2.4 Hellenic Law Form
Article 43 - Hegemony
The concept of hegemony emerged from the 6th Century BCE in Greece by necessity whereby consensus needed to be obtained not just at military but a trade, political and cultural level between disparate city states possessing diverse cultural backgrounds.This introduced systems of enforced “synthesis” of ideas rather than the sheer domination of one (1) culture over another.
Under Hegemony, the leading state of people (ethnikos) established indirect dominance by means of cultural imperialism, therefore dictating the internal political and social nature of the subordinate states within the sphere of influence of the hegemon through a series of key philosophical controls:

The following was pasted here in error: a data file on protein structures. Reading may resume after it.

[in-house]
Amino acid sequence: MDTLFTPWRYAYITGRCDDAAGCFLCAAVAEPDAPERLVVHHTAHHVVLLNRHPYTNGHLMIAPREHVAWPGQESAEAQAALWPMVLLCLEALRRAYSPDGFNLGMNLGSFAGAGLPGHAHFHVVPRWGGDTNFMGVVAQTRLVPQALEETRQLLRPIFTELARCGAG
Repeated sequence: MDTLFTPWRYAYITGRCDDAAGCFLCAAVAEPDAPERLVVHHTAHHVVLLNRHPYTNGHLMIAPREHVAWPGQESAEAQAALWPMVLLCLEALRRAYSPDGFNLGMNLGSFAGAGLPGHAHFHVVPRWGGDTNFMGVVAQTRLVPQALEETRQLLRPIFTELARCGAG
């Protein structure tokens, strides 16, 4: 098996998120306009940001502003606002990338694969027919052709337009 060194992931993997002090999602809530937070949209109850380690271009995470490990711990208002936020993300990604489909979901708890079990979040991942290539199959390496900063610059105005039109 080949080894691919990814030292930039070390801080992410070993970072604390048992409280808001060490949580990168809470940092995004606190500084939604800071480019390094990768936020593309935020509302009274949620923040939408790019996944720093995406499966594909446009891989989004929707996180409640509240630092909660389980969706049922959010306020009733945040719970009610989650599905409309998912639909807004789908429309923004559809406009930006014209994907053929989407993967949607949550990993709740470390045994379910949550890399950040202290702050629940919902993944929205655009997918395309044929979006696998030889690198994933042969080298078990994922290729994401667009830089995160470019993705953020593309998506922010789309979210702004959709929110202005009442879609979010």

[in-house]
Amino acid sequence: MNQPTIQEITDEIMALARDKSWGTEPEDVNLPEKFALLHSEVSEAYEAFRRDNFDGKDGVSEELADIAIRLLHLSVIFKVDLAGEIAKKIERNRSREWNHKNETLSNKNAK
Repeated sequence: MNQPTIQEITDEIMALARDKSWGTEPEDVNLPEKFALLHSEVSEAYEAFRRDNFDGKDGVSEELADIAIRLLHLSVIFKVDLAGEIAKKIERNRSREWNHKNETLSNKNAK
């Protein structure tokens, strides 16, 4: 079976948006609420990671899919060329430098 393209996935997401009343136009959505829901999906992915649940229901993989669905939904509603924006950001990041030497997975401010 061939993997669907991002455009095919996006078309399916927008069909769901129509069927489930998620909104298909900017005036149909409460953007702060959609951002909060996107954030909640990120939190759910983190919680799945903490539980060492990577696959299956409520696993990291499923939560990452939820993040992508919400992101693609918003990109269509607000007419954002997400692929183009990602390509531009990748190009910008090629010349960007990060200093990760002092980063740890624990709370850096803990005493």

(i) Language of the hegemon became the imperial lingua franca of the hegemony, thus influencing society through meanings and the communication of ideas; and
(ii) Law of the hegemon became the “law of the land” of the hegemony; and
(iii) Imperial religious values became the values of the hegemony; and
(iv) Bureaucracy of government became the system of government imposed on all states; and
The most successful ancient models of hegemony originate with the Spartian hegemony of Arcadia, demonstrating a fascist totalitarian system which lacked the cultural depth, followed by the Hellenic hegemony of Macedon which introduced the Aristotelian philosophical systems. However, the most successful hegemony of the ancient world was the Theocratic Fascist Totalitarian State of Rome.